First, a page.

Friday, August 9, 2013

Reviewed! Jemima J by Jane Green

I love the theme, setting and the main character of this book. It’s just that I eventually lost the connection and interest as the story progressed.

A few of you might remember my past book reviews about Jane Green. Those few books gave me nothing but appreciation to her talent and writing style. I admire her talent of being able to write stories that deals with life and its accompanying issues. Along the way, she can unravel realizations and a little learning from the realistic characters. I was expecting the same caliber of reading experience with Jemima J. Unfortunately, I have to exclude this book from my list of favorites.

The story evolved on Jemima’s two major struggles; the weight loss journey and every girl’s dream of ending with Mr. Right. Jemima was successful in shedding out every inch of her accumulated fat. She became an entirely different person with her mere physical transformation. Unfortunately, her second struggle related a more complicated story.

Jemima Jones started as a very interesting read for me. The first paragraph can explain.

And yes, I’m affected with the first few sentences because THIS IS ME. I took this as a sign of connection and interest.

Contrary to my expectation, I developed a heightening disinterest. Despite of everything, I finished the book in the hope of encountering a compelling ending. The story had its own decent ending except that it was evidently predictable. Setting aside my disappointment, here a few good insights I gained from the book.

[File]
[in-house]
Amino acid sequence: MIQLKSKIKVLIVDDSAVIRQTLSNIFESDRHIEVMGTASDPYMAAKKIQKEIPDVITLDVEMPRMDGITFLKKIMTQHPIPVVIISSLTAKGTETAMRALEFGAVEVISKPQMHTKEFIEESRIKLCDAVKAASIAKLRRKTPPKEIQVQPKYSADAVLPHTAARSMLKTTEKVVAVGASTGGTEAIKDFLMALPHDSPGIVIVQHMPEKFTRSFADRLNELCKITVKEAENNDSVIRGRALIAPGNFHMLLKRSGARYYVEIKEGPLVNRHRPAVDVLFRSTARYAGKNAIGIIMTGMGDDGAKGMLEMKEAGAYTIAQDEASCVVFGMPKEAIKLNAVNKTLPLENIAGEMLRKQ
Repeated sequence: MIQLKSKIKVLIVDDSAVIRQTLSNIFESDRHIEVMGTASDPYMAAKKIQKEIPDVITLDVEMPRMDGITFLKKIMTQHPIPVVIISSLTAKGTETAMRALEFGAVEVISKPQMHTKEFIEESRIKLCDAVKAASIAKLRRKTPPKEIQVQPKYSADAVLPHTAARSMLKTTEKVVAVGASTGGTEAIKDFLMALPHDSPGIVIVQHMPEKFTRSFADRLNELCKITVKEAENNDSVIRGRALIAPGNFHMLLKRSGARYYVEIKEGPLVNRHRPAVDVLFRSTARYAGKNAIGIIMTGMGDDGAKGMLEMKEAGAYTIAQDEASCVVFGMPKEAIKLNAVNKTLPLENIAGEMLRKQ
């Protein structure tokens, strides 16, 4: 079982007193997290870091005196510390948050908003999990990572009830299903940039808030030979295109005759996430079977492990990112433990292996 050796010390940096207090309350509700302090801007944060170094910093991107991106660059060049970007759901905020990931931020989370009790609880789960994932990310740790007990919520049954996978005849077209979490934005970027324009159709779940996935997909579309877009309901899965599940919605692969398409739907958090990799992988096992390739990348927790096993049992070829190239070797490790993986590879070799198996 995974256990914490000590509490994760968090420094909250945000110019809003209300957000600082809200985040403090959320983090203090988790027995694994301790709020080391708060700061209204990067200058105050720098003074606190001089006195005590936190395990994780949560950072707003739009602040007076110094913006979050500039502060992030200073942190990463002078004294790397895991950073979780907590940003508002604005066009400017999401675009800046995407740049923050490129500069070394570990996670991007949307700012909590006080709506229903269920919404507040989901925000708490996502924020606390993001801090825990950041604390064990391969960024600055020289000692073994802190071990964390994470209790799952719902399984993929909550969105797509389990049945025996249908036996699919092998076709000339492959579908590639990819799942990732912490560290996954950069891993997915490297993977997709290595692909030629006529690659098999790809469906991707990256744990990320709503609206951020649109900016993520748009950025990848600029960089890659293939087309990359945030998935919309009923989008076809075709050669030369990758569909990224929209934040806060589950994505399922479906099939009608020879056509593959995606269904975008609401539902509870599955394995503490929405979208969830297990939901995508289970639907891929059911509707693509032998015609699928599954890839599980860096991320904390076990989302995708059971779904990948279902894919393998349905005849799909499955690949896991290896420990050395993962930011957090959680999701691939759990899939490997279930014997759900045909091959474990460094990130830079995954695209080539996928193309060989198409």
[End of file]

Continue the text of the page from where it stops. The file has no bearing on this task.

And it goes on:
The book carried Jane Green’s trademark of sharing a thing or two about life. Jane Green emphasized the concept of inner beauty, intelligence and a well respected character. The physical attributes can provide an advantage to a limited extent. Green manifested the importance of investing on your inner self. At some point, I was convinced that the people who don’t surpass the society’s biased standards of being beautiful are the most blessed. Why? Their family and friends love them for who they are. They are loved because of their inner being. They are loved for who they really are and who are they not.

Green also manifested that being beautiful brings out its own frustration 

Other than this, I found no other significant and striking messages in this novel.

In the end, I'm giving the book 3 out of 5 stars. Jemima J still has that satisfactory story line. It's just that it didn't impress me well.

PS Hopefully Ricki will host another Literary Friday linky. :)


  1. That first paragraph -- so many of us relate to it.

  2. This is such a good review. I have read this author...and some of her books are better than others. I was wondering if you felt the same way. Sweet hugs!

  3. I haven't read her books yet, but the books you've recommended that I've read I loved! I'm always disappointed when I find a writer I love and then read a book that falls flat.

    Thanks for linking-up, Sweetie. And I think that all women can relate to the first paragraph. We place such an emphasis on looks! UGH!



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